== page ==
Agreed

Being nice and Humanist won’t get you far. If you want people to pay attention to you, you need to stand out, be different. . .

{Sorry, Traveler.  You exceeded the 200 word limit again.  It would probably help you if you avoided copying complete paragraphs.}

[ Edited: 12 August 2008 11:24 AM by Occam ]
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Posted: 12 August 2008 07:42 AM   [ Ignore ]   [ # 11 ]
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traveler - 12 August 2008 07:08 AM

True, so far as individual star-power, but if all of us are nice and Humanist - with perhaps a bit more humility, we would be more attractive to those who might approach us.

Hmm, not sure. Whenever I see humility I suspect either naivety or hypocrisy. Call me a cynic. Humans respond to the laws of nature just like everything else in the universe. I am as skeptical about people being nice as I am about Andromeda being nice and not colliding with the Milky Way. Even Einstein knew that he was wrong to propagate pacifism after it was too late.

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Posted: 12 August 2008 07:43 AM   [ Ignore ]   [ # 12 ]
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George - 12 August 2008 07:42 AM

Whenever I see humility I suspect either naivety or hypocrisy. Call me a cynic.

You’re a cynic, George!

LOL

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Posted: 12 August 2008 07:54 AM   [ Ignore ]   [ # 13 ]
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dougsmith - 12 August 2008 07:43 AM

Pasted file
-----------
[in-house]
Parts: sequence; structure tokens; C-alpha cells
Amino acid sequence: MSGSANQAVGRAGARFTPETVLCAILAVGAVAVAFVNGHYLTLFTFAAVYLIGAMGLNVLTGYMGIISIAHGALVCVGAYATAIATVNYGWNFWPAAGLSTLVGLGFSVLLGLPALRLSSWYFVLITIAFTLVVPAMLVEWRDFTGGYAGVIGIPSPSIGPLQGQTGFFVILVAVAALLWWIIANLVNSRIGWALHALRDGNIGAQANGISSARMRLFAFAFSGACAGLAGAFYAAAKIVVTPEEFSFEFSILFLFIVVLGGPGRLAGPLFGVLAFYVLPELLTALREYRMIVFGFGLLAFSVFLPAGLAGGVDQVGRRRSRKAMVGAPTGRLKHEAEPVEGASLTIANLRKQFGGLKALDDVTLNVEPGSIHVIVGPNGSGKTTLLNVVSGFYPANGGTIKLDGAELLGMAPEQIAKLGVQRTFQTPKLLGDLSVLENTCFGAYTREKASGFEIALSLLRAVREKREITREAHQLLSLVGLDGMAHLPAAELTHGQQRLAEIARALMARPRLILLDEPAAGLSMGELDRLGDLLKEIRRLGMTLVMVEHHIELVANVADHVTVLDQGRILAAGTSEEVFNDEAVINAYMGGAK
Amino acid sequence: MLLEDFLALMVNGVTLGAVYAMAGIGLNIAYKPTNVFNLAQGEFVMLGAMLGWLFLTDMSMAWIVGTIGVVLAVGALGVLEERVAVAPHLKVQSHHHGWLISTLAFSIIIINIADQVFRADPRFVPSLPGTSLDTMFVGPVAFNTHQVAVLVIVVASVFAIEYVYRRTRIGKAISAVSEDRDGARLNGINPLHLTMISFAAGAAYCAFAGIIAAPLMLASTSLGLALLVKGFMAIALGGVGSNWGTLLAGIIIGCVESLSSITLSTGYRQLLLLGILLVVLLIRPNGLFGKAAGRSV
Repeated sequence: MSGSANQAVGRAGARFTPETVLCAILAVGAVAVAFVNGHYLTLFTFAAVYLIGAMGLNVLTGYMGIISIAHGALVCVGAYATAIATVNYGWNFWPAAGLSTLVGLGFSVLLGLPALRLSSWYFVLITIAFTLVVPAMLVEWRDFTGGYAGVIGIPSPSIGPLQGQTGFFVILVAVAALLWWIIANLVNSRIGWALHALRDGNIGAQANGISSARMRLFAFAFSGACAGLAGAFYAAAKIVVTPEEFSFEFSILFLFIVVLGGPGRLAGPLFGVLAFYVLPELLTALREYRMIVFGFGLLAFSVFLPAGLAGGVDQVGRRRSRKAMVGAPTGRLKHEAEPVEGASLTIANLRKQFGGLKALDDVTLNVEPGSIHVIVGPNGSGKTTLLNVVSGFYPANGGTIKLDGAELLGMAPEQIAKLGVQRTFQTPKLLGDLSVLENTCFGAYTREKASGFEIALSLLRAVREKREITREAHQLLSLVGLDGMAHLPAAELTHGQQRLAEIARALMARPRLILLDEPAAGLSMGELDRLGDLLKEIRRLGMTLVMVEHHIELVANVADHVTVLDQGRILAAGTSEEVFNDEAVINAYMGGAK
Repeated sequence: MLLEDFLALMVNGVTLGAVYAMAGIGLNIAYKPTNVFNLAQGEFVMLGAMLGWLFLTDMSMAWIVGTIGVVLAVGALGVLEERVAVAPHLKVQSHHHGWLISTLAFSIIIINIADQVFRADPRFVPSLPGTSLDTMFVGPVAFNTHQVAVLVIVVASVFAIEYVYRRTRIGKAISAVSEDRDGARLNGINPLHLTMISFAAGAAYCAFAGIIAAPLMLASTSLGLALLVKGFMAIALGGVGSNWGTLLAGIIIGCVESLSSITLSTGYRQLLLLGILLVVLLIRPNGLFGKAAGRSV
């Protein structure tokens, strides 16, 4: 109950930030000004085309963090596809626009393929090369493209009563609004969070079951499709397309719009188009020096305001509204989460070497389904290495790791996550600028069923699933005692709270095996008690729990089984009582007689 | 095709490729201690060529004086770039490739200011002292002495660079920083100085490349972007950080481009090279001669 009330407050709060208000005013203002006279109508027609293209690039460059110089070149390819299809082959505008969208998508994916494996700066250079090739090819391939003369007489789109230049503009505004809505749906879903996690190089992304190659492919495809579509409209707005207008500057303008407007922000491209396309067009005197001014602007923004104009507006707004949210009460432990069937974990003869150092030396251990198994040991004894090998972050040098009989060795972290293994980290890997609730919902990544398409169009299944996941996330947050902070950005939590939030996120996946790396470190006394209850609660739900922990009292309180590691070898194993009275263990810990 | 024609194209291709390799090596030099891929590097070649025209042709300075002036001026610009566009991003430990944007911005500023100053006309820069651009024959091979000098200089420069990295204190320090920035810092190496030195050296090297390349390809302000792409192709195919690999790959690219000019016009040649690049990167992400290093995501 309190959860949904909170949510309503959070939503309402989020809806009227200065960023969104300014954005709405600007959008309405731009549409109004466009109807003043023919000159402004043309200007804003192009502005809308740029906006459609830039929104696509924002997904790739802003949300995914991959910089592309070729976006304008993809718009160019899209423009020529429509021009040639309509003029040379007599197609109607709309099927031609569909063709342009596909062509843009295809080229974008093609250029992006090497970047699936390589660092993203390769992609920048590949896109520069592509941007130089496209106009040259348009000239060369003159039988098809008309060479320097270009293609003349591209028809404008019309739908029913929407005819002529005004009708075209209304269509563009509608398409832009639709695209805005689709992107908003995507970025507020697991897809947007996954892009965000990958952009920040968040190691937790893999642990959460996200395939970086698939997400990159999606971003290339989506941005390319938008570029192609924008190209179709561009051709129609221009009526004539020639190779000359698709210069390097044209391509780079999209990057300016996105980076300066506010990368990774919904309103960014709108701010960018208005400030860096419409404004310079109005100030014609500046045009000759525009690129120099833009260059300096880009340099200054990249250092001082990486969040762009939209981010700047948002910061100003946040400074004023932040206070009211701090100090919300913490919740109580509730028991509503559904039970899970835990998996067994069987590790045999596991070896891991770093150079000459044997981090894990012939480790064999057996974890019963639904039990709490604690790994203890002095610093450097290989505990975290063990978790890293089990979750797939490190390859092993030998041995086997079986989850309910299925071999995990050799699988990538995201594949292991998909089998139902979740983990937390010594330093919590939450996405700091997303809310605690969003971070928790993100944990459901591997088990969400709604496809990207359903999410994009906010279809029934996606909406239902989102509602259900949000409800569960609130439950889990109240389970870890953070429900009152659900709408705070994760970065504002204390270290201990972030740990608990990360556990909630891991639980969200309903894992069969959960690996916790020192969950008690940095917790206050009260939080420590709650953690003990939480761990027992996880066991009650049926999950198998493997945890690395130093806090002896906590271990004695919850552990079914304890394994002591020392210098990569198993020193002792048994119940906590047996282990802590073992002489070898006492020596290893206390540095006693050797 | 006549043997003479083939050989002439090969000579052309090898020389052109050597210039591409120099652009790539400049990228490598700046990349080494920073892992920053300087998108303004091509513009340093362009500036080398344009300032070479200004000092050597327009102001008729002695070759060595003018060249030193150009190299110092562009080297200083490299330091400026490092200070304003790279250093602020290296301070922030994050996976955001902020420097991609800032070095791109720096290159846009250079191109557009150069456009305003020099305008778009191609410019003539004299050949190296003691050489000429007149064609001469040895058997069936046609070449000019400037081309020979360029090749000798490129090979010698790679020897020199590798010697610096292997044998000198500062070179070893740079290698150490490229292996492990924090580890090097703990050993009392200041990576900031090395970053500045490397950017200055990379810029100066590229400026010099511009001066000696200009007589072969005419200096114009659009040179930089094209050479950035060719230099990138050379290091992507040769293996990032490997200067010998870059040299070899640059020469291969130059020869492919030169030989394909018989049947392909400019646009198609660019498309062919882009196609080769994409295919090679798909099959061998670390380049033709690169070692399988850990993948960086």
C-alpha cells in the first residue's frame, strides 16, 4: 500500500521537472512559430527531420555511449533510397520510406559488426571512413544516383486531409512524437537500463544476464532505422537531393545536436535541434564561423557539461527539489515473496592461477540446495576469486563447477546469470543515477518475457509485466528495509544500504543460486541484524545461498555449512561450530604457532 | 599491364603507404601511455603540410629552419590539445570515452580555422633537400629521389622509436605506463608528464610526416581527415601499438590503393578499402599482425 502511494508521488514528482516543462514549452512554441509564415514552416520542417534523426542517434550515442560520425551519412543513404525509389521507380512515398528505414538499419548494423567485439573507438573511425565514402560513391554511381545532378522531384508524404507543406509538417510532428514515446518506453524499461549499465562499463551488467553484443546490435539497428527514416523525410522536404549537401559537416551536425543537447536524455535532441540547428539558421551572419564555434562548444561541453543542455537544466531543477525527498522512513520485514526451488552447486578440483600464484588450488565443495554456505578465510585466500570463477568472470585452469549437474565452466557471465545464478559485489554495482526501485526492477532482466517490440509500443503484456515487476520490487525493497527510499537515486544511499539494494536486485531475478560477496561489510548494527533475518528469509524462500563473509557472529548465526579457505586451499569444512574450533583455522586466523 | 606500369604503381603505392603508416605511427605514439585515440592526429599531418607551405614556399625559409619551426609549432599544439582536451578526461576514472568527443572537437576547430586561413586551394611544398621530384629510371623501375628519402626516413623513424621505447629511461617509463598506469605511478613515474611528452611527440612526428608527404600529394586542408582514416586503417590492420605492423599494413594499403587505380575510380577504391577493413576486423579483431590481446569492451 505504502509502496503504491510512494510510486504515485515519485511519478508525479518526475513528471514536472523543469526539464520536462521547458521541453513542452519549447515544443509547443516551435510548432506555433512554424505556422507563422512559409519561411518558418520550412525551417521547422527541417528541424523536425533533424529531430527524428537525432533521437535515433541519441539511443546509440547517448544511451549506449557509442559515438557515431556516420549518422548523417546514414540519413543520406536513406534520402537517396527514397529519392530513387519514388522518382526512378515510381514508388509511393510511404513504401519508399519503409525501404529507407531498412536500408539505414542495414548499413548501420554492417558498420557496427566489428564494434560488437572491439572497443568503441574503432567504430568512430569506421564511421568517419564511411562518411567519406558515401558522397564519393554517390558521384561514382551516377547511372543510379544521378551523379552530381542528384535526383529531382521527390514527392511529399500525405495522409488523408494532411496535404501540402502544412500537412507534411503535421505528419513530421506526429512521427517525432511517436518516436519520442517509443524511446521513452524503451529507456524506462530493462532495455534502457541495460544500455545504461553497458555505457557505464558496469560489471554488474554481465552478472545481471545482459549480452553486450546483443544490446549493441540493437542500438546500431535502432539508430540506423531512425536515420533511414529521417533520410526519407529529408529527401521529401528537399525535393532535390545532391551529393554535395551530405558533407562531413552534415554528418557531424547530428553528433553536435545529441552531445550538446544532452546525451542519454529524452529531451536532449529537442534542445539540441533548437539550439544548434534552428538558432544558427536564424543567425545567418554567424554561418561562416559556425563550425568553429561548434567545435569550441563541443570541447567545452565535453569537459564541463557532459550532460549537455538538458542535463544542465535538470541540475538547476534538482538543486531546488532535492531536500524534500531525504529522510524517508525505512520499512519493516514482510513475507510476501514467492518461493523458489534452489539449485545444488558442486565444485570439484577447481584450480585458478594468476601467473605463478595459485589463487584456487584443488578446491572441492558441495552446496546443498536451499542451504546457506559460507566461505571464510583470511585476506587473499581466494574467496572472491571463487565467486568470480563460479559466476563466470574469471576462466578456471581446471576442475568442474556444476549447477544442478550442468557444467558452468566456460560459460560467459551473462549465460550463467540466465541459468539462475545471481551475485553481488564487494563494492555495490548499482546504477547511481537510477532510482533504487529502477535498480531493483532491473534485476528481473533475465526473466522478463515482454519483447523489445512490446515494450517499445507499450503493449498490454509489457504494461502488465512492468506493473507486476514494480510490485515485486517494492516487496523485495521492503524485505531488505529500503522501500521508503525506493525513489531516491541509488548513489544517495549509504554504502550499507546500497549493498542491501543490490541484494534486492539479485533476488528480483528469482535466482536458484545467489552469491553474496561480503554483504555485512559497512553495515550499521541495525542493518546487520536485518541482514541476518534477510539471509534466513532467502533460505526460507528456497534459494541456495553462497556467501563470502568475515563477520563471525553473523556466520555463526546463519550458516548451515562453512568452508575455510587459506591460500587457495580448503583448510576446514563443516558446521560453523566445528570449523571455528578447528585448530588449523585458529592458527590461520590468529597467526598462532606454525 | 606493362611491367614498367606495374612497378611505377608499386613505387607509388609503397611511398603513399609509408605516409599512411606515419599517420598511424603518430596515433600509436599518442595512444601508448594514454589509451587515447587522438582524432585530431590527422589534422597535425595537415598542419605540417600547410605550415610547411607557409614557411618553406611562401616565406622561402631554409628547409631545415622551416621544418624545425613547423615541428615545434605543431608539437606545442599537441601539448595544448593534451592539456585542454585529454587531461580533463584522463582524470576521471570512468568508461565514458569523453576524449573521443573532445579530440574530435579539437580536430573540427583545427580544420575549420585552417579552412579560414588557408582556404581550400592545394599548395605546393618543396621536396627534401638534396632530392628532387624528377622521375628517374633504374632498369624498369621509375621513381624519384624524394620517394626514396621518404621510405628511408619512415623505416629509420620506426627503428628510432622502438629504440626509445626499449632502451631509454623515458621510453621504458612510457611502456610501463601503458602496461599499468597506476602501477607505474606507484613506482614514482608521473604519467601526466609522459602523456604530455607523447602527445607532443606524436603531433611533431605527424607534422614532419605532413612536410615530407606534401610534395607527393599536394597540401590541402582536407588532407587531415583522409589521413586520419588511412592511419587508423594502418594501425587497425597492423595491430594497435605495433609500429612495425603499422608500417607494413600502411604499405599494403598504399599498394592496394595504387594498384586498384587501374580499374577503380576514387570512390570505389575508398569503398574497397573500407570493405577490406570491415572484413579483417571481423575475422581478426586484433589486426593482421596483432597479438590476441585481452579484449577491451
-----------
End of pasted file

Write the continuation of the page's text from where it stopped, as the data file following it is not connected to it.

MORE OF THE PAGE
George - 12 August 2008 07:42 AM

Whenever I see humility I suspect either naivety or hypocrisy. Call me a cynic.

You’re a cynic, George!

LOL


downer


Sometimes I think I should have stuck to the novels. All the romanticism evaporated from my soul the day I read Dawkins’s Selfish Gene.

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Posted: 12 August 2008 08:10 AM   [ Ignore ]   [ # 14 ]
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Nah, you’re pretty cool George. My experience has been that those lacking humility are the more insecure and defensive persons, while those who are confident exhibit more patience (and humility) with those not yet “caught up”.

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Posted: 12 August 2008 08:40 AM   [ Ignore ]   [ # 15 ]
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traveler - 12 August 2008 08:10 AM

Nah, you’re pretty cool George.

Thanks for being nice ( wink )  to me, Traveler.

traveler - 12 August 2008 08:10 AM

My experience has been that those lacking humility are the more insecure and defensive persons, while those who are confident exhibit more patience (and humility) with those not yet “caught up”.

Indeed. That ‘s why Doug and Spock don’t get upset. But what are the chances that the rest will “catch up”? What is the correlation between insecurity and I.Q., for example? Or insecurity and social status? Or insecurity and physical attractiveness? Or whatever…

I wish the scientists (Dawkins included) payed a bit more attention to the psychologists. Maybe with the help of neuroscience we will be able to answer more questions why we behave the way we do, and if we somehow forget about the fear of being accused of Social Darwinism, maybe we can even act upon the findings of the psychologists and the neuroscientists.

[ Edited: 12 August 2008 08:44 AM by George ]